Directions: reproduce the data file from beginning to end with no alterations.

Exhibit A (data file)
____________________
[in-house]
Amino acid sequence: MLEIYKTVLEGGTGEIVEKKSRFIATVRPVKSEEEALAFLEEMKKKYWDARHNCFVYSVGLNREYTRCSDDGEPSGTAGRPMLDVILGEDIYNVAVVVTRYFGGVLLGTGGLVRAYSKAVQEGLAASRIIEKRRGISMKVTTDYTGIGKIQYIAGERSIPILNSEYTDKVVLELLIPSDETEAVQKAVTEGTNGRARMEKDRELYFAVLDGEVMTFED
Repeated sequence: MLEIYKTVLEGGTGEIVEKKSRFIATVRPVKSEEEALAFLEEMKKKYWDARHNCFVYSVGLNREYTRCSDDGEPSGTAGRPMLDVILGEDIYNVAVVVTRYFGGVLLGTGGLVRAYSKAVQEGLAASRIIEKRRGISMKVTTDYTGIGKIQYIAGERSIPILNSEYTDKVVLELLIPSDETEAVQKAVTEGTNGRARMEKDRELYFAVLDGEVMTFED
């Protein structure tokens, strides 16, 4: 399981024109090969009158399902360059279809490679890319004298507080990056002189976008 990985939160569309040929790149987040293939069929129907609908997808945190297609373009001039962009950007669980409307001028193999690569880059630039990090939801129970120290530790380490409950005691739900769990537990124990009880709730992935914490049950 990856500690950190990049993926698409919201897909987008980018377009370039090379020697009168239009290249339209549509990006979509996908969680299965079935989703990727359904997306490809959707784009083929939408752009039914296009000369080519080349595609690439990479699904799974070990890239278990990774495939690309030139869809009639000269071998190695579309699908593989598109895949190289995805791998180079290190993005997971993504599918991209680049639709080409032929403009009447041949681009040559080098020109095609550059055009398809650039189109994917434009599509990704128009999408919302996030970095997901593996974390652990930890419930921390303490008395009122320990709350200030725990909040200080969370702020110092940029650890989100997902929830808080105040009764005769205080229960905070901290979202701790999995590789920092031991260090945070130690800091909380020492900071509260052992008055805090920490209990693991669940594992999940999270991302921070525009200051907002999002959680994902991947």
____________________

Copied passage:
[in-house]
Amino acid sequence: MLEIYKTVLEGGTGEIVEKKSRFIATVRPVKSEEEALAFLEEMKKKYWDARHNCFVYSVGLNREYTRCSDDGEPSGTAGRPMLDVILGEDIYNVAVVVTRYFGGVLLGTGGLVRAYSKAVQEGLAASRIIEKRRGISMKVTTDYTGIGKIQYIAGERSIPILNSEYTDKVVLELLIPSDETEAVQKAVTEGTNGRARMEKDRELYFAVLDGEVMTFED
Repeated sequence: MLEIYKTVLEGGTGEIVEKKSRFIATVRPVKSEEEALAFLEEMKKKYWDARHNCFVYSVGLNREYTRCSDDGEPSGTAGRPMLDVILGEDIYNVAVVVTRYFGGVLLGTGGLVRAYSKAVQEGLAASRIIEKRRGISMKVTTDYTGIGKIQYIAGERSIPILNSEYTDKVVLELLIPSDETEAVQKAVTEGTNGRARMEKDRELYFAVLDGEVMTFED
């Protein structure tokens, strides 16, 4: 399981024109090969009158399902360059279809490679890319004298507080990056002189976008 990985939160569309040929790149987040293939069929129907609908997808945190297609373009001039962009950007669980409307001028193999690569880059630039990090939801129970120290530790380490409950005691739900769990537990124990009880709730992935914490049950 990856500690950190990049993926698409919201897909987008980018377009370039090379020697009168239009290249339209549509990006979509996908969680299965079935989703990727359904997306490809959707784009083929939408752009039914296009000369080519080349595609690439990479699904799974070990890239278990990774495939690309030139869809009639000269071998190695579309699908593989598109895949190289995805791998180079290190993005997971993504599918991209680049639709080409032929403009009447041949681009040559080098020109095609550059055009398809650039189109994917434009599509990704128009999408919302996030970095997901593996974390652990930890419930921390303490008395009122320990709350200030725990909040200080969370702020110092940029650890989100997902929830808080105040009764005769205080229960905070901290979202701790999995590789920092031991260090945070130690800091909380020492900071509260052992008055805090920490209990693991669940594992999940999270991302921070525009200051907002999002959680994902991947």